The real crime, and paradox, of all this is that the origin, roots and rampant expansion of the offshore banking system has been and continues to be perpetrated on a largely unsuspecting public by those very individuals charged with ensuring the well-being of national and international banking systems and economies.
At the center of this sordid tale are central banks, Treasury secretaries and ministers and elected and appointed government officials. Incessantly seduced, cajoled, threatened and prodded on by banking industry execs and their legions of lobbyists– these public officials have been central to the creation of the offshore banking system, and continue to be its most important, and staunch, defenders and proponents.
Want to know where billions of embezzled foreign development and humanitarian aid from the US, EU, Japan and other major lenders and donors goes? Offshore banks. Where the world’s most notorious dictators stash embezzled state funds, most of it borrowed or donated from developed countries? Offshore banks. Where organized crime syndicates and covert government agencies hide and transfer funds for their operations, including trade in drugs, illegal arms, humans and nuclear materials? Offshore banks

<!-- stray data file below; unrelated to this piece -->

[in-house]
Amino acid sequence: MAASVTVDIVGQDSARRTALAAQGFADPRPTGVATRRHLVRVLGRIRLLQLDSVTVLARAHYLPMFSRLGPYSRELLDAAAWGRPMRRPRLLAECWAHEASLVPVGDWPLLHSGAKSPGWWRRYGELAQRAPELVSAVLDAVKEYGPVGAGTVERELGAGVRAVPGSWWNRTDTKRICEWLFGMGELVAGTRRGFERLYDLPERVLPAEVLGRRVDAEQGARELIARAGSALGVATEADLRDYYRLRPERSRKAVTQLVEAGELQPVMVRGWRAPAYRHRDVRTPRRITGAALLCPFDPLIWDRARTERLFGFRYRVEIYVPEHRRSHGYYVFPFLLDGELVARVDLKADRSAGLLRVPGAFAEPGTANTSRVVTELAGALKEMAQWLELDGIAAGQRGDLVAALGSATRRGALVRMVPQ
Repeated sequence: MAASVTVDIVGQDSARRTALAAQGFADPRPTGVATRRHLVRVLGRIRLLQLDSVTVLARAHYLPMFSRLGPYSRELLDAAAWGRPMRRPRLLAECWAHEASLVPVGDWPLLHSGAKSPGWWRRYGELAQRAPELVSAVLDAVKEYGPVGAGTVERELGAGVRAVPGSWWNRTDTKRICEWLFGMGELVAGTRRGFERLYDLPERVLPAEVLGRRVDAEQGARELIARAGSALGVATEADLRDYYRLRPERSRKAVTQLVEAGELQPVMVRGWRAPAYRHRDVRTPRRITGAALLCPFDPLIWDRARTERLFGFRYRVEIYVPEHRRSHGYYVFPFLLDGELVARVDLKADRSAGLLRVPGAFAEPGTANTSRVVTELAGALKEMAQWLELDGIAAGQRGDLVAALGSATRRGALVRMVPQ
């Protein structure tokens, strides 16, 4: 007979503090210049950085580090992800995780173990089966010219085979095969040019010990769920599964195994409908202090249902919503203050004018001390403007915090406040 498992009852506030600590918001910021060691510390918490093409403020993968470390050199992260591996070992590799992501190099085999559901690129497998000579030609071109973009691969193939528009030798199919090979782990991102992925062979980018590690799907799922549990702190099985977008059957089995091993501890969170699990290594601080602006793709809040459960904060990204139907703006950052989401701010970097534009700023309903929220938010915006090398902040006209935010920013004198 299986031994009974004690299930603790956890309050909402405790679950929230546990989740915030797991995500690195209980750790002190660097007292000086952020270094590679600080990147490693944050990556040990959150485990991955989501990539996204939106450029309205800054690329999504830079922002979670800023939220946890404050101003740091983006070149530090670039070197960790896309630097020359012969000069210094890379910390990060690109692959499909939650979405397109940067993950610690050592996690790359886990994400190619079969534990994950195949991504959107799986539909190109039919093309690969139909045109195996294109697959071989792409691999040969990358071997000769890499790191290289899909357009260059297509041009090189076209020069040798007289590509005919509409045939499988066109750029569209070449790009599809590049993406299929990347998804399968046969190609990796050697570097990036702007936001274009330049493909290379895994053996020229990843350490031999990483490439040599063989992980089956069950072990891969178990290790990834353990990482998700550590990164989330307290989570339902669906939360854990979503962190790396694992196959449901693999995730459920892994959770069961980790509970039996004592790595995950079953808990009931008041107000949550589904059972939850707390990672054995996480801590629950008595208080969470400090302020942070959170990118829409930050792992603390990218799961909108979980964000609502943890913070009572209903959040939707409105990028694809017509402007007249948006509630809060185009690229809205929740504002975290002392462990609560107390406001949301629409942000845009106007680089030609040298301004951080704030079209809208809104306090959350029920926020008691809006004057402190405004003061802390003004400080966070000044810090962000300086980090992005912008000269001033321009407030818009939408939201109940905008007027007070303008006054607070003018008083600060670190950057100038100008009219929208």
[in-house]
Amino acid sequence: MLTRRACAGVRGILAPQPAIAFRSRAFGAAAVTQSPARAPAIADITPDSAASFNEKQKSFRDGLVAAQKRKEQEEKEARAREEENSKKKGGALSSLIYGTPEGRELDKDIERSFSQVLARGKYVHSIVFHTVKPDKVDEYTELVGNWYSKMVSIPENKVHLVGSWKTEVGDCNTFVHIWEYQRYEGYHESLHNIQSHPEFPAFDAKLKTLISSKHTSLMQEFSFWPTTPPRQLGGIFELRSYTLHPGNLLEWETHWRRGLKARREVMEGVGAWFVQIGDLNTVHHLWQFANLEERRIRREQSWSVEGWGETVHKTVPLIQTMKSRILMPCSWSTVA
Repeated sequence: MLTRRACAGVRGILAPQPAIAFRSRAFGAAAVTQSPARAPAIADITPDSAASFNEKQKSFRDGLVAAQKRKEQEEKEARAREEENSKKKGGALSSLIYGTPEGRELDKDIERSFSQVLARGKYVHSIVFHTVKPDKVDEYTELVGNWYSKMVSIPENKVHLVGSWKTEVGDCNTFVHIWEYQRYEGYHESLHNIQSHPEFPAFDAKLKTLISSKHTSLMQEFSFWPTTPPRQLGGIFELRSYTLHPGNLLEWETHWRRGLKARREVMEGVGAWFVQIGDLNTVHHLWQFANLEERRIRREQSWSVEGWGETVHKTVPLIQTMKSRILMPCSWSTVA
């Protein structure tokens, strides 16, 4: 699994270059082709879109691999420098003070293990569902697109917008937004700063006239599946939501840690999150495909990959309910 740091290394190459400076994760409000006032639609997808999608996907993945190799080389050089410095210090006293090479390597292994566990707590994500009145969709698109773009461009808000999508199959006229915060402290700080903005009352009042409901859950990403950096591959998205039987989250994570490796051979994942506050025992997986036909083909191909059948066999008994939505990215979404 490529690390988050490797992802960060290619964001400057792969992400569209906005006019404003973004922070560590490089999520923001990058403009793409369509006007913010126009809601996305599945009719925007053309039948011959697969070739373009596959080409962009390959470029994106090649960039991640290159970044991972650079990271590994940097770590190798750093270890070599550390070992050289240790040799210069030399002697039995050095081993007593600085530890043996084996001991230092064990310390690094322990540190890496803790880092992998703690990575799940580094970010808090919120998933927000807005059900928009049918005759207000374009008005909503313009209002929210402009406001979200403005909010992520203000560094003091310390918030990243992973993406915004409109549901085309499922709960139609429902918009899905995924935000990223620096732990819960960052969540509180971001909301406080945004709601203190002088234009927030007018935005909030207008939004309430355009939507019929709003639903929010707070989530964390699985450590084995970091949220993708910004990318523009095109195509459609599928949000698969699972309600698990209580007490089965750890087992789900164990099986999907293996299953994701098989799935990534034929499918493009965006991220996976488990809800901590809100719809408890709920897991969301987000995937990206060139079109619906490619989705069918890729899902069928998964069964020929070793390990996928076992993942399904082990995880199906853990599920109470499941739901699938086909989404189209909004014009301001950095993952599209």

Where the many billions of untaxed profits of nearly every major US-based multinational, including Apple, GE and Exxon-Mobil, goes? Offshore banks. Where many thousands of the wealthiest Americans and the super-rich from countries stash their wealth to avoid paying taxes? Offshore banks. Where the many billions of dollars worth of Russian wealth from privatized state-owned companies went? Into the offshore bank accounts of the new wealthy and super-rich Russian “elite.”
The list goes on and on. The conduit by which multinationals “cook their books,” using transfer pricing that shifts profits and losses to avoid booking the former in what are considered to be “high-tax” countries? Through offshore banks.
Recurring Cycle of Credit/Debt Fueled Booms and Busts